A quote from www.moravian.org
The Moravian Church’s official motto is
“Our Lamb has conquered. Let us follow Him.”
In addition, Moravians are guided by these words:
“In essentials, unity; in non-essentials, liberty; and in all things, love.”
Today’s Moravian Church strives to live the “essentials” of a Christian life:
God creates, God redeems, and God sustains. We respond to God’s actions with faith, love and hope.
You can learn more at https://www.moravian.org/2019/07/about-the-moravian-church-in-america/
Dear Sisters and Brothers,
I love the simple and beautiful ways that Moravians focus on what is essential. I am going to try to spell out what the essentials are, but please forgive me if I tend to sound a little too Lutheran. Coming to Moravian teachings has been like “coming home” to me, so maybe I will sound Moravian.
One of the things that make Moravians unique among the Christians fellowships in the world is that we seek unity only in the essentials. All other issues are relegated as non-essential; what Lutherans call adiaphora (optional extra stuff).
I am going to break the essentials into two groups of three for today and tomorrow. The first three essentials are about our understanding of God. The fourth through sixth essentials are about how we respond to God.
First, we know God as Creator. God is the cause and source of all that was, all that is, and all that ever shall be. The Bible talks about the Creation of the world in multiple stories and in poetical ways. No matter when or how it happened, God is the Creator and Maker of all things. Though the different creation stories in Genesis suggest that God made everything from a preexisting chaos of water and submerged land, the general Christian understanding is that God made everything out of nothing. God is still the Creator who makes new things, new ideas, and new paths to work in response to rebellious parts of his Creation (including humanity).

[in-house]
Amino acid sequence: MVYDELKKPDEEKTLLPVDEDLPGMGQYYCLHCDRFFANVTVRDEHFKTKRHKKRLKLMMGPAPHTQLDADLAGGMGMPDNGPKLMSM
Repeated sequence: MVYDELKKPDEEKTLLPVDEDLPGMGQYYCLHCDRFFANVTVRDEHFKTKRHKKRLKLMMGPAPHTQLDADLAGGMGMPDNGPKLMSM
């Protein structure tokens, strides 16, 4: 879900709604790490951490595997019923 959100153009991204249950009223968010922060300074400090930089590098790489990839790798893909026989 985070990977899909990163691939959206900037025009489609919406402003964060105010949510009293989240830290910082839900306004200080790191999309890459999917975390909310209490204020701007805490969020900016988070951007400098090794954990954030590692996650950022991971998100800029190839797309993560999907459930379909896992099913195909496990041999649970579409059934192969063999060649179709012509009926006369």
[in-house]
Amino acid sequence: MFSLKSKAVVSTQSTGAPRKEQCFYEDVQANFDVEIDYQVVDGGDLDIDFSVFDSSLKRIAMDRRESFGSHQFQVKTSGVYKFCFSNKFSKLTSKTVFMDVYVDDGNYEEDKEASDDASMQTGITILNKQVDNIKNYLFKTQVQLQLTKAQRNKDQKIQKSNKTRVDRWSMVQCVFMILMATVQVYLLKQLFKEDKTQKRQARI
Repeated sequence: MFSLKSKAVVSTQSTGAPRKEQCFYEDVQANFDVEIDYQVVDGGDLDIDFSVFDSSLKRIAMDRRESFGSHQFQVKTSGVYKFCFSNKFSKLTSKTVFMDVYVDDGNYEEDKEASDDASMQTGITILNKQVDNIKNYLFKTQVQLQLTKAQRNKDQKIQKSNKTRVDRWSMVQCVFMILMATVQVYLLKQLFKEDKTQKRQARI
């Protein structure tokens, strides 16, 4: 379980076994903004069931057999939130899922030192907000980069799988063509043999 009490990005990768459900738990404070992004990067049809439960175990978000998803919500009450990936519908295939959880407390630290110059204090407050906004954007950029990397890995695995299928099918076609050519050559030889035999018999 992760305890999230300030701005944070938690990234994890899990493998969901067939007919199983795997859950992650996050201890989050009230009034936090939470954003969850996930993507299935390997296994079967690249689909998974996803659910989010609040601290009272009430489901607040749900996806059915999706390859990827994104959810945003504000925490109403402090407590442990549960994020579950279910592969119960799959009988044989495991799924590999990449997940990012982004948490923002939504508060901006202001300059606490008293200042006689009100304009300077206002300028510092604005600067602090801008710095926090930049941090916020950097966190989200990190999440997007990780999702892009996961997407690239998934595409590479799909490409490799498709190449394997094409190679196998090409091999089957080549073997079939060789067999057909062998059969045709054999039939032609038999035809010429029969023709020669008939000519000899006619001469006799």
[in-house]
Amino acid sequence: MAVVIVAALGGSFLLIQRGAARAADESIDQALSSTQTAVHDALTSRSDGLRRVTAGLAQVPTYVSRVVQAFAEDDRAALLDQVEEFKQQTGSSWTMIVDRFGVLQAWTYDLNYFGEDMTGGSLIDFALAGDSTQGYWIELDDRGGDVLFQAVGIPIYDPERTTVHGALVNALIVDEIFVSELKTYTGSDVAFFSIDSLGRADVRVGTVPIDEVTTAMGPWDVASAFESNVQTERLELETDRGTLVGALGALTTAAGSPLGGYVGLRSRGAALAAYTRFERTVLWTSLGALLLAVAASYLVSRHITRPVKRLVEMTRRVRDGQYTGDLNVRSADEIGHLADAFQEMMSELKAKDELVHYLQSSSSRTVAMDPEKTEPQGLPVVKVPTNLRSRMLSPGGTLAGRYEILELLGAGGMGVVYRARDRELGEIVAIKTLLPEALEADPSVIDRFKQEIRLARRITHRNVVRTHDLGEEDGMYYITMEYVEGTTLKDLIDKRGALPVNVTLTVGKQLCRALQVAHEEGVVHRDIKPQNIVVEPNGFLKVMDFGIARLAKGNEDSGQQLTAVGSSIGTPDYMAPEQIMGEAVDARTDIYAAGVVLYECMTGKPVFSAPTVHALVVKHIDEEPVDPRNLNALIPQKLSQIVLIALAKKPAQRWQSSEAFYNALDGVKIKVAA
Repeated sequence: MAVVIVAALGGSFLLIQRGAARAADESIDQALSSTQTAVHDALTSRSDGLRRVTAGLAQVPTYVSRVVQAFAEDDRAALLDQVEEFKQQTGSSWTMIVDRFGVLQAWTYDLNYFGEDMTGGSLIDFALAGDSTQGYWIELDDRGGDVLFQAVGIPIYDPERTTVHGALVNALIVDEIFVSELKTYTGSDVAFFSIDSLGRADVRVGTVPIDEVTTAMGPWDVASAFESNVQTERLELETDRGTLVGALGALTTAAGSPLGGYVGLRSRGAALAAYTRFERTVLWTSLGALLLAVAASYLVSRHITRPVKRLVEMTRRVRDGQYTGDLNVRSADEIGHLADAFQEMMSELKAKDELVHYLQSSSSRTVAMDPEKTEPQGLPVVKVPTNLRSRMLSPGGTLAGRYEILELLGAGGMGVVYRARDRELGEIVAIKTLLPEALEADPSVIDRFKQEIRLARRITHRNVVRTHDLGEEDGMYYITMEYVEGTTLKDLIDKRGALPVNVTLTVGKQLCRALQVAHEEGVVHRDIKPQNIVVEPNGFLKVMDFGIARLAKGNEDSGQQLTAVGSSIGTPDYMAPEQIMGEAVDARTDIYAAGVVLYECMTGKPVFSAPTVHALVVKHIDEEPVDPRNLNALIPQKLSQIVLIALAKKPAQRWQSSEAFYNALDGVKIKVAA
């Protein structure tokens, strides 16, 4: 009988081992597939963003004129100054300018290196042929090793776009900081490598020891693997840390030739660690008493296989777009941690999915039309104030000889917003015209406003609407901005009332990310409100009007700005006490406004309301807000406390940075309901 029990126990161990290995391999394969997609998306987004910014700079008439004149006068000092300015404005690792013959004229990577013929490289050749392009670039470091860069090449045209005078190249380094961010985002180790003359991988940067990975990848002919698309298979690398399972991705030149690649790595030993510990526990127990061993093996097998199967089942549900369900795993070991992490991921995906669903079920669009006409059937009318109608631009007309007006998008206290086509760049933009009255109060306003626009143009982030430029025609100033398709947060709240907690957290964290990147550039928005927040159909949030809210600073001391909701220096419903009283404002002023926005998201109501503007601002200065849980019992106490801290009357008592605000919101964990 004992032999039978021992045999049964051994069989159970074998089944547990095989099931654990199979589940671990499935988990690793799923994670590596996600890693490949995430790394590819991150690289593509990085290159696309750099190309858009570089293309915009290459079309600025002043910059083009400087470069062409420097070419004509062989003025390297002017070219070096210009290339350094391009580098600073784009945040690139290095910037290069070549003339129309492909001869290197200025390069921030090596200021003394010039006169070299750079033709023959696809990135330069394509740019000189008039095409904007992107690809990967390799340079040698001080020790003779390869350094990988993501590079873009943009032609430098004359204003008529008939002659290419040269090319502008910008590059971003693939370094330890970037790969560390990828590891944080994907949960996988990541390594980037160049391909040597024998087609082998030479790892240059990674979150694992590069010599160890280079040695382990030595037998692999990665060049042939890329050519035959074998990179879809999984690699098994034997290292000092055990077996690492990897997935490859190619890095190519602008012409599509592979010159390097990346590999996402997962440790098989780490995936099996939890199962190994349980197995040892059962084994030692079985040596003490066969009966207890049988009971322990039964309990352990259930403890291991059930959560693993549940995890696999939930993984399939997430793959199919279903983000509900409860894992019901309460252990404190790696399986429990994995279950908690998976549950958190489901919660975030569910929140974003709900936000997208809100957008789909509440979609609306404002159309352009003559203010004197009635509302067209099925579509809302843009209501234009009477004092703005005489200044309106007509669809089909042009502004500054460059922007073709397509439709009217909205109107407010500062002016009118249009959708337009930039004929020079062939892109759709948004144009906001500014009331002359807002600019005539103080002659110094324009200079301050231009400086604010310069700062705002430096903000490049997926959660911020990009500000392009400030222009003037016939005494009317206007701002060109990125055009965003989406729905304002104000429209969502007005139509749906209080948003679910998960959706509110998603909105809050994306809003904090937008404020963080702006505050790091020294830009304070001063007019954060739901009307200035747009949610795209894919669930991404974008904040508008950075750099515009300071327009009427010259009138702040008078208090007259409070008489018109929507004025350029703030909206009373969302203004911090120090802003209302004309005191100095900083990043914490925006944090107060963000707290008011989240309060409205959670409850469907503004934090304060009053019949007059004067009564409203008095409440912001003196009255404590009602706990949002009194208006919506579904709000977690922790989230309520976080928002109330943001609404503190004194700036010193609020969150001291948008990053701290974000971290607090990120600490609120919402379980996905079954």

Secondly, we know God as the Redeemer, as Jesus Christ. Our understanding is that Jesus Christ is the incarnation (becoming flesh) of God. The unseen and unknowable Spirit that is God became a human being with a body like ours and he lived with our needs and frailties. This was often rejected in the early days of the spread of Christianity because it was unthinkable that the infinite Spirit of God could take on the animal aspects of being human. The idea that God could become a person who needed food, water, sleep, and air was sometimes considered laughable. But Jesus is the Son and Redeemer. Jesus is both completely human and the presence of the Father in the world. He is more than our idea of Son; he is the one eternal God. And this Redeemer came to bring atonement, to heal the relationship with God that the human race had broken by rebellion. Jesus taught us God’s overwhelming love in his words and actions. Jesus encouraged us to speak to God as our Father (a much more personal name than a dispassionate Creator… and so we tend to refer to God the Creator as “he”). Jesus gave his life for us even as we cursed, abandoned, and killed him. We also celebrate the fact that God showed his love to be more powerful than the power of death, by raising Jesus to eternal life. We believe that God still is the Redeemer/Son as well as Father/Creator, and that we will know Jesus with the coming of his kingdom (or as we come to his kingdom when we die). Jesus continues to redeem people every day.
Thirdly, God sustains us day by day. We usually refer to this aspect of God as the Holy Spirit (though the Father is also Spirit). This sustainer is the helper that Jesus promised would come to the early church at Pentecost. The Sustainer/Holy Spirit is a description of our experience of God working within our thoughts, feelings, and actions. Through the Spirit we encounter the Father and Son as if they were enthroned in our hearts. Christians generally believe that the Sustainer is the source of faith, the supplier of conscience, and the movement of God’s redeeming love in us and through us. We are sustained by the power to respond to God (and all of God’s creation) with faith, hope, and love.
Take some time and consider how you see God’s creativity, God’s redeeming behavior, and the ways that God sustains you each day of your life.
Tomorrow’s message will be about the three other Moravian essentials.